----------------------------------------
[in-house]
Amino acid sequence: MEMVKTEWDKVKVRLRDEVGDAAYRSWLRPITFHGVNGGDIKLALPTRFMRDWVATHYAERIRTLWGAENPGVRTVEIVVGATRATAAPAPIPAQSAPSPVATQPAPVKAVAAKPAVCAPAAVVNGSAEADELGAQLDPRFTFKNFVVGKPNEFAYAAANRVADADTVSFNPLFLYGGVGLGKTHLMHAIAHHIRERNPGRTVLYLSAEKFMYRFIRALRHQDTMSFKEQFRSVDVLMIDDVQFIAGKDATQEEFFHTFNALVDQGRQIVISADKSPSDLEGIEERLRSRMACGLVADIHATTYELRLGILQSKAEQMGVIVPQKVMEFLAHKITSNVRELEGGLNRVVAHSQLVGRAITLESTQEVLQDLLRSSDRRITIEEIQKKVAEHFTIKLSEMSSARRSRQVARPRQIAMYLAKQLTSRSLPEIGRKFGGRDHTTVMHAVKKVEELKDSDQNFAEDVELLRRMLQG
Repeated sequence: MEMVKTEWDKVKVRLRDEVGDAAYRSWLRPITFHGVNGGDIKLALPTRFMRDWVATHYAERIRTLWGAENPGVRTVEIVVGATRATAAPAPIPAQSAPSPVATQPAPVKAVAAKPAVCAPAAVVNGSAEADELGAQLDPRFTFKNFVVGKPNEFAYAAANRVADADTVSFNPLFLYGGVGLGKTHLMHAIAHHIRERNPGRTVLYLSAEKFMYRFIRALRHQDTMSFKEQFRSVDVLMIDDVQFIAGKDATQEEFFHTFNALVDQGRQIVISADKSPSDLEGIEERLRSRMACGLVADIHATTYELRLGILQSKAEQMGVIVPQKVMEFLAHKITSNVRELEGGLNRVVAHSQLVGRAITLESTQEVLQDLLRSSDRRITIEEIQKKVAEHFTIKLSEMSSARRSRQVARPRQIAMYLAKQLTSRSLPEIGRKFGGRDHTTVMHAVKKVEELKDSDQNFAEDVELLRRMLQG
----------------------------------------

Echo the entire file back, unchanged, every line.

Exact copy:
[in-house]
Amino acid sequence: MEMVKTEWDKVKVRLRDEVGDAAYRSWLRPITFHGVNGGDIKLALPTRFMRDWVATHYAERIRTLWGAENPGVRTVEIVVGATRATAAPAPIPAQSAPSPVATQPAPVKAVAAKPAVCAPAAVVNGSAEADELGAQLDPRFTFKNFVVGKPNEFAYAAANRVADADTVSFNPLFLYGGVGLGKTHLMHAIAHHIRERNPGRTVLYLSAEKFMYRFIRALRHQDTMSFKEQFRSVDVLMIDDVQFIAGKDATQEEFFHTFNALVDQGRQIVISADKSPSDLEGIEERLRSRMACGLVADIHATTYELRLGILQSKAEQMGVIVPQKVMEFLAHKITSNVRELEGGLNRVVAHSQLVGRAITLESTQEVLQDLLRSSDRRITIEEIQKKVAEHFTIKLSEMSSARRSRQVARPRQIAMYLAKQLTSRSLPEIGRKFGGRDHTTVMHAVKKVEELKDSDQNFAEDVELLRRMLQG
Repeated sequence: MEMVKTEWDKVKVRLRDEVGDAAYRSWLRPITFHGVNGGDIKLALPTRFMRDWVATHYAERIRTLWGAENPGVRTVEIVVGATRATAAPAPIPAQSAPSPVATQPAPVKAVAAKPAVCAPAAVVNGSAEADELGAQLDPRFTFKNFVVGKPNEFAYAAANRVADADTVSFNPLFLYGGVGLGKTHLMHAIAHHIRERNPGRTVLYLSAEKFMYRFIRALRHQDTMSFKEQFRSVDVLMIDDVQFIAGKDATQEEFFHTFNALVDQGRQIVISADKSPSDLEGIEERLRSRMACGLVADIHATTYELRLGILQSKAEQMGVIVPQKVMEFLAHKITSNVRELEGGLNRVVAHSQLVGRAITLESTQEVLQDLLRSSDRRITIEEIQKKVAEHFTIKLSEMSSARRSRQVARPRQIAMYLAKQLTSRSLPEIGRKFGGRDHTTVMHAVKKVEELKDSDQNFAEDVELLRRMLQG